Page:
BHĀG SIṄGH, RĀI (d. 1884) was son of Rāi Kishan Chand Bhāṇḍārī who worked as a vakīl or agent under the Sikh government. In the beginning of 1838 when Rāi Kishan Chand accompanied Colonel Wade to Peshāwar, Bhāg Siṅgh officiated in his place as agent at Ludhiāṇā, in the British territory. After the first Anglo-Sikh war (1845-46), Bhāg Siṅgh took over as agent of the Lahore Darbār with the Commissioner of trans-Sutlej states; in 1848 he was awarded the title of Rāi and a dress of honour. Rāi Bhāg Siṅgh also received a jāgīr worth Rupees 2, 500. The jāgīr was resumed when the Punjab was annexed by the British in 1849. Rāi Bhāg Siṅgh was employed a tahsīldār by the British government for some time. He was a provincial Darbārī and remained an honorary magistrate of Baṭālā for 17 years. He was also the first president of the Baṭālā municipality. He refused appointment as extra assistant commissioner offered to him by Sir John Lawrence, then the Lt Governor of the Punjab. Rāi Bhāg Siṅgh died in 1884 at Baṭālā, leaving behind him a son named Kāṅshi Rām.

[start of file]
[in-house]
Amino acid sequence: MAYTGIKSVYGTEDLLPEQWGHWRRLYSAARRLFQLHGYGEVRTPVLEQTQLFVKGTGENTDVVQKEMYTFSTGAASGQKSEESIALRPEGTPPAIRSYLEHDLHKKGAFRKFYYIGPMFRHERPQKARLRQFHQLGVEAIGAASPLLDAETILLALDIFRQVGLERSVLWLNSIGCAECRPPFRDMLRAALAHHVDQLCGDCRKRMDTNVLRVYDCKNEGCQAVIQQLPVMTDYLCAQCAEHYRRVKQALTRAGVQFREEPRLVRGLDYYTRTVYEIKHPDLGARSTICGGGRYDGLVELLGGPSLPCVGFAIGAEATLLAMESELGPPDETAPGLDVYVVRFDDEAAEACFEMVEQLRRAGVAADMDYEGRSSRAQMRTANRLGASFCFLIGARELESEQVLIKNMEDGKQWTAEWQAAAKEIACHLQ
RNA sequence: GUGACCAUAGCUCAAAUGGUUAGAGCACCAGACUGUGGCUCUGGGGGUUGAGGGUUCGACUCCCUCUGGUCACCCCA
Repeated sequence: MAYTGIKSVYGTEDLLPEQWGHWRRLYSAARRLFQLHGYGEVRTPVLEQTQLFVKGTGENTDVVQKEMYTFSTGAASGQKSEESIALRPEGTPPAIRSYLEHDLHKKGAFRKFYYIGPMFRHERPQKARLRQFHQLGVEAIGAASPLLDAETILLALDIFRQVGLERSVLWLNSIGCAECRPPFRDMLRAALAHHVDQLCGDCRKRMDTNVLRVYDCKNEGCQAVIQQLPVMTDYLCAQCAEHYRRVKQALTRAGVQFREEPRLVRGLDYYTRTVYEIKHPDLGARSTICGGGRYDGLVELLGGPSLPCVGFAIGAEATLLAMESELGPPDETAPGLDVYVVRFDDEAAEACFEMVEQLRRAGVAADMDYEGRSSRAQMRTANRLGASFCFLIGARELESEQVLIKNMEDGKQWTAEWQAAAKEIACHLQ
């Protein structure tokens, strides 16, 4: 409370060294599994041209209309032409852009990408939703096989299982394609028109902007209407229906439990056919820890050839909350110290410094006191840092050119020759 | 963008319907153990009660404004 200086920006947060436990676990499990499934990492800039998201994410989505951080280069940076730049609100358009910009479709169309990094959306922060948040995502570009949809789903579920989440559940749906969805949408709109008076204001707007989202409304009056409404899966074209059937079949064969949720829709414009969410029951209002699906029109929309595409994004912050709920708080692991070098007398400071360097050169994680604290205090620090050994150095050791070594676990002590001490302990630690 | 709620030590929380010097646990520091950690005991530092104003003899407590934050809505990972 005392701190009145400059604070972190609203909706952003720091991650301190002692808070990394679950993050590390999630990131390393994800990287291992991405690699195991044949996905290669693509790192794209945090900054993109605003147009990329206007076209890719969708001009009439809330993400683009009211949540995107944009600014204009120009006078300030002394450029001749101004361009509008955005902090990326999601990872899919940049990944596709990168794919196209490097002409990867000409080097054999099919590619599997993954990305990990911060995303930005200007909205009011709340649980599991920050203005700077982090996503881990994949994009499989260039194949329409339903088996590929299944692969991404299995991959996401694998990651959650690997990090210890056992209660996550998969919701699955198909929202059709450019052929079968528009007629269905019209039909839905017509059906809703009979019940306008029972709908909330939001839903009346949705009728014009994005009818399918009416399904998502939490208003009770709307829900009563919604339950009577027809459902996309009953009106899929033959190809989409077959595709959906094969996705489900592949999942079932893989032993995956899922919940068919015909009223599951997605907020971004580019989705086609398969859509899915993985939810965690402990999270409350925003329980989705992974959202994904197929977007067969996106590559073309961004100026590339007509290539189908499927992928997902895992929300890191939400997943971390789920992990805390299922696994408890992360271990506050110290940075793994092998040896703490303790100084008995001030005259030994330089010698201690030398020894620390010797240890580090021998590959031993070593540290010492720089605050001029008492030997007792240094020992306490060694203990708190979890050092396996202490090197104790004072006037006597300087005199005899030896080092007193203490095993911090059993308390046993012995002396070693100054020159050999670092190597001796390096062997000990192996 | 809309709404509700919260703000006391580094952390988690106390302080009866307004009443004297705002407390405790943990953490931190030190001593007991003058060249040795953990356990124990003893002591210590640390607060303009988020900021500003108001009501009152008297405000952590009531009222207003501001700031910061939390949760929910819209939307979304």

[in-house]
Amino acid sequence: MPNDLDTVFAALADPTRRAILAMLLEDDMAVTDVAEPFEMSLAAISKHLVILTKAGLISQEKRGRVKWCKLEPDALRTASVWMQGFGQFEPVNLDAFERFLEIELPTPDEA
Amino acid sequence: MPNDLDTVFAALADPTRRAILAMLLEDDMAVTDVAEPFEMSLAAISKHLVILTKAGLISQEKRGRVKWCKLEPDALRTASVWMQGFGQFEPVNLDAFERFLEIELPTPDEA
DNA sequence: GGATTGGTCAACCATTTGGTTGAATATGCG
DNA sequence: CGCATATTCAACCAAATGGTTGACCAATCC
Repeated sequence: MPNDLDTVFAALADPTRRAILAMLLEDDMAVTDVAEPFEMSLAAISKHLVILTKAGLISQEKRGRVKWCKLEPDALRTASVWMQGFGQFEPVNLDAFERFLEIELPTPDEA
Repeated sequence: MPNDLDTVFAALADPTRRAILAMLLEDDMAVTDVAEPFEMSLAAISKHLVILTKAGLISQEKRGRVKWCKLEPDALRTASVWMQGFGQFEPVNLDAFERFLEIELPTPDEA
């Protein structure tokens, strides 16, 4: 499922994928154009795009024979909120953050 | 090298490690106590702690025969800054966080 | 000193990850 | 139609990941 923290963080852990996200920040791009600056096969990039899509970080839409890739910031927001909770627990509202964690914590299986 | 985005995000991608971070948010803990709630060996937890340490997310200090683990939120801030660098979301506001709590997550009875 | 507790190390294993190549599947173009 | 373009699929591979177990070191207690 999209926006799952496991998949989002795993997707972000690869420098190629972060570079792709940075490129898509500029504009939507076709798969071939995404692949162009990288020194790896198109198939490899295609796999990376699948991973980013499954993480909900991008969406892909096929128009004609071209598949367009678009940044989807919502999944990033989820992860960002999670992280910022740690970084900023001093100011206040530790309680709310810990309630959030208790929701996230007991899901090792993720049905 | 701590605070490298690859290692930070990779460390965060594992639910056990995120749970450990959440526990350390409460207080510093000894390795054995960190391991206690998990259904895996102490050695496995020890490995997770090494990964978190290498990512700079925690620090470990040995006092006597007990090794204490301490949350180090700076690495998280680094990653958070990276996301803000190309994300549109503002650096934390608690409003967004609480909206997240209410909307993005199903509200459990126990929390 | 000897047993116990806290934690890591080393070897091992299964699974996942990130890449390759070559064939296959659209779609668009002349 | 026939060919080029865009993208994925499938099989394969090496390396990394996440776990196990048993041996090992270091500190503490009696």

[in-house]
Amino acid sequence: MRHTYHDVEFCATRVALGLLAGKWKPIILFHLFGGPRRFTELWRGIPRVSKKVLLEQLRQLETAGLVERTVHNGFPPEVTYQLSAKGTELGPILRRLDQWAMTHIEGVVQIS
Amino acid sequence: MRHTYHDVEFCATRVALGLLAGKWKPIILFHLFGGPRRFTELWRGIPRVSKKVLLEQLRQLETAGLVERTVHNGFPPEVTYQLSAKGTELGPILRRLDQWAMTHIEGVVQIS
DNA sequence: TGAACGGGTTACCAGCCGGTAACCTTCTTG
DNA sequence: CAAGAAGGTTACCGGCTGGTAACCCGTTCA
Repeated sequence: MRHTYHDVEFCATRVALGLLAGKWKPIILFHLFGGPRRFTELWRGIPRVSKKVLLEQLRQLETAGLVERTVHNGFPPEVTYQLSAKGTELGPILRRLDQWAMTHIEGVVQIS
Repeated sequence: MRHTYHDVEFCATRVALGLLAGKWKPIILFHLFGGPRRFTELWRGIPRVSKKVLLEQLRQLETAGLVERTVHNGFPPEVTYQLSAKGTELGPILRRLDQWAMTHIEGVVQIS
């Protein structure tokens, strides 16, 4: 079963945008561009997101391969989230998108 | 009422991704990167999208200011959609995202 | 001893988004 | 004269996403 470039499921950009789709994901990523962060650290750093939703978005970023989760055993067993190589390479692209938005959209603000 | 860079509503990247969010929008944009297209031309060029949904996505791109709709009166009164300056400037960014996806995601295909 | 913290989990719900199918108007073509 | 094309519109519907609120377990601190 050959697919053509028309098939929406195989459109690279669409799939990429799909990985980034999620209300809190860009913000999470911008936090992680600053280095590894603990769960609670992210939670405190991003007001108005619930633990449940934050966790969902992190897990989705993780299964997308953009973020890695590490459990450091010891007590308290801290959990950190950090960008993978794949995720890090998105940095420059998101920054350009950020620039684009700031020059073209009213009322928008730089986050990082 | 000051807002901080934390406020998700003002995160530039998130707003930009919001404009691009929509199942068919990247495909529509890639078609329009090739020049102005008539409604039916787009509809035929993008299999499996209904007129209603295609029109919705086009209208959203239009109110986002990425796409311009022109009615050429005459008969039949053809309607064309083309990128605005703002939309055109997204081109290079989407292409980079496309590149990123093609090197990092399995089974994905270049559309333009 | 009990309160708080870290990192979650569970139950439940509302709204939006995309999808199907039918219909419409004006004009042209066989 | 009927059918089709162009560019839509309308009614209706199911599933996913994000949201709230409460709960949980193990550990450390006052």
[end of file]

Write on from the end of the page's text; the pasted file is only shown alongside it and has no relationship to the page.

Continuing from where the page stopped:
Griffin, Lepel, and C. F. Massy, Chiefs and Families of Note in the Punjab. Lahore, 1909

G. S. Nayyar